Trump requests largest-ever Pentagon budget, criticized by analysts as dead on arrival

Trump requests largest-ever Pentagon budget, criticized by analysts as dead on arrival Trump requests largest-ever Pentagon budget, criticized by analysts as dead on arrival
Corey Dickstein Stars and Stripes The Pentagon on Tuesday unveiled its largest-ever budget request, asking Congress for $718.3 billion that emphasizes the need to... Trump requests largest-ever Pentagon budget, criticized by analysts as dead on arrival

Corey Dickstein
Stars and Stripes

The Pentagon on Tuesday unveiled its largest-ever budget request, asking Congress for $718.3 billion that emphasizes the need to modernize the aging U.S. inventory of weapons, begins building a Space Force and would boost troop pay by 3.1 percent.

President Donald Trump’s plan to boost defense spending for the third consecutive year — including some $32 billion for nuclear programs run by the Department of Energy for a total of some $750 billion for national defense — calls for a more than $33 billion increase from fiscal year 2019 defense spending allocated by Congress. The Pentagon’s budget proposal for fiscal year 2020 was released one day after the White House unveiled its $4.7 trillion spending plan for the federal government next year, which would cut domestic spending and foreign aid contributions.

Senior defense officials described their budget plans as “a major milestone” in preparing the military for the great-power competition that they believe will shape the Pentagon’s needs for years to come as rival nations Russia and China build new classes of weapons and seek to challenge the United States’ long-held global dominance.

The budget is the first of the Trump administration’s to focus primarily on potential conflict with near-peer adversaries over the conflicts American troops have been fighting for nearly two decades in places including Afghanistan, Iraq and Syria, the officials said. Acting Defense Secretary Pat Shanahan, who largely shaped the budget plans in his former role as the department’s No. 2, has referred to the 2020 budget proposal as the Pentagon’s “masterpiece.”

“If we want peace, adversaries need to know there is no path to victory through fighting us,” David Norquist, who is performing the duties of undersecretary of defense, said Monday of the budget proposal’s focus on potential conflict with Russia or China.

But even with some key lawmakers’ endorsement of Trump’s plans to hike defense spending, analysts who closely monitor the Pentagon’s budget predicted the 2020 proposal was unlikely to pass muster on Capitol Hill. A major hurdle for the spending plan is the use of the Overseas Contingency Operations account, the Pentagon’s war chest of money to be spent for combat operations that is kept separate from its base budget, for basic defense functions. Another hurdle is the more than $3 billion in the proposal to help fund Trump’s wall along the U.S.-Mexico border.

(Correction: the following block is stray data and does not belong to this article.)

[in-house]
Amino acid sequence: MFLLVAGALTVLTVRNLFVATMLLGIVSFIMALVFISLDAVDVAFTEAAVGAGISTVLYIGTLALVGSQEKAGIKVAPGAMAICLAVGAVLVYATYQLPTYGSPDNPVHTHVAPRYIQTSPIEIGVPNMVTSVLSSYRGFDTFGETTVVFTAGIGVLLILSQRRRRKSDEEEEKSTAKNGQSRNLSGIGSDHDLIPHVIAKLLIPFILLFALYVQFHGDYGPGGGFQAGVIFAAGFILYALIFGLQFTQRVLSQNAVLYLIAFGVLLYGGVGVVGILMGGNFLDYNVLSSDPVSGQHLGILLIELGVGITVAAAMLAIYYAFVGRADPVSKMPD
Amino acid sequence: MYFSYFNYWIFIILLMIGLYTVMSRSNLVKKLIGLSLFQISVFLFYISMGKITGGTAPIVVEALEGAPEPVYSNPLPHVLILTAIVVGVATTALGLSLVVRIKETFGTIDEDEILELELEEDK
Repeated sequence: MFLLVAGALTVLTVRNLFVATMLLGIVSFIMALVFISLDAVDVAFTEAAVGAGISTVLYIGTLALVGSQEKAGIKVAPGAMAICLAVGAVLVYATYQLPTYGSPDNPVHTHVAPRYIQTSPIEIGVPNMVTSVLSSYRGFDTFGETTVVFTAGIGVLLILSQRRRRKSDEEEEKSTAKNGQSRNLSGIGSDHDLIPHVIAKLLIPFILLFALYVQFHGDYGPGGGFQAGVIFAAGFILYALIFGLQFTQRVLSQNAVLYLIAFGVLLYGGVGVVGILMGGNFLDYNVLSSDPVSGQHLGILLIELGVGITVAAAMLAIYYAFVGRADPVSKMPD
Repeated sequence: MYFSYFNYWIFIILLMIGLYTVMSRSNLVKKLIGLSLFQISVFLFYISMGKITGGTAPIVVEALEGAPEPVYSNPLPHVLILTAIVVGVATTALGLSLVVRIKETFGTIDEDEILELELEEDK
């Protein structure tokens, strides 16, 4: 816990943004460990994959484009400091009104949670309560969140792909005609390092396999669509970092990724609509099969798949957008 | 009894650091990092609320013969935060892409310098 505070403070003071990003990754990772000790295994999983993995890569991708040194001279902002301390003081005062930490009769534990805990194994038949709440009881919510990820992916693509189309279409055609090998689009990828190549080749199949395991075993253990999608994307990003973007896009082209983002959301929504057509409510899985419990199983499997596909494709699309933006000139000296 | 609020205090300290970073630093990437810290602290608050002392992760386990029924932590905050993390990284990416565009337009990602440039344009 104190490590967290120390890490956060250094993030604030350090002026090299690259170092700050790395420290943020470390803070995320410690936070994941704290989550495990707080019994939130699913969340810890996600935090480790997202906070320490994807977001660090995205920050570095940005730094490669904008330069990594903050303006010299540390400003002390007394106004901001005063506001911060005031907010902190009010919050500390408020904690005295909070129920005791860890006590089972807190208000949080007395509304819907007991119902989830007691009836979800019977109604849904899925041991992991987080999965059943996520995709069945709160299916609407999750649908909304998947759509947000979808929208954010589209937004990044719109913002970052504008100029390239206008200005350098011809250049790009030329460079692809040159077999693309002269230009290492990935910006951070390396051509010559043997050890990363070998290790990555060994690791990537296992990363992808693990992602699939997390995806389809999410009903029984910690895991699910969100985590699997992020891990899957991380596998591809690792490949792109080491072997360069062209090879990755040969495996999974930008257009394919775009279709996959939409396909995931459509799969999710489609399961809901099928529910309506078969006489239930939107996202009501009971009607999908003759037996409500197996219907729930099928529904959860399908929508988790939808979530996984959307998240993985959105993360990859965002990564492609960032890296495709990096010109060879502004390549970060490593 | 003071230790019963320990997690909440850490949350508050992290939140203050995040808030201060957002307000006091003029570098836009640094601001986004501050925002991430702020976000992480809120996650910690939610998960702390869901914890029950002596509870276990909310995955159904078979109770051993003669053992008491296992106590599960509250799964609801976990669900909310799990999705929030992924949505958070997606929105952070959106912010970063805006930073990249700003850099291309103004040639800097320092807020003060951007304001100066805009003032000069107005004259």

Todd Harrison, the director of defense budget analysis at Washington think tank the Center for Strategic and International Studies, described the Pentagon’s attempt to funnel nearly $100 billion in base spending through the OCO account as a “gimmick.” Analysts at the conservative think tank American Enterprise Institute also criticized the OCO plan, as well as the use of Pentagon funds for Trump’s border wall and described the overall spending proposal as “flat.”

The budget proposal “continues to repair military readiness, but that’s it,” AEI analysts Mackenzie Eaglen and Rick Berger wrote Monday. “A flat budget only treads water … and continues the familiar approach of punting today’s problems to the future.”

In its request, the Pentagon asked Congress for $545 billion in base defense spending and roughly $66.7 billion to fund ongoing war-fighting and major training operations including in Afghanistan, Syria, Iraq and in eastern Europe, where American troops train with NATO partners to deter Russian aggression.

But the Defense Department also asked for another $98 billion in what it described as OCO funds “for base requirements,” money for things such as ammunition and until-level training exercises that typically would be included in its base request.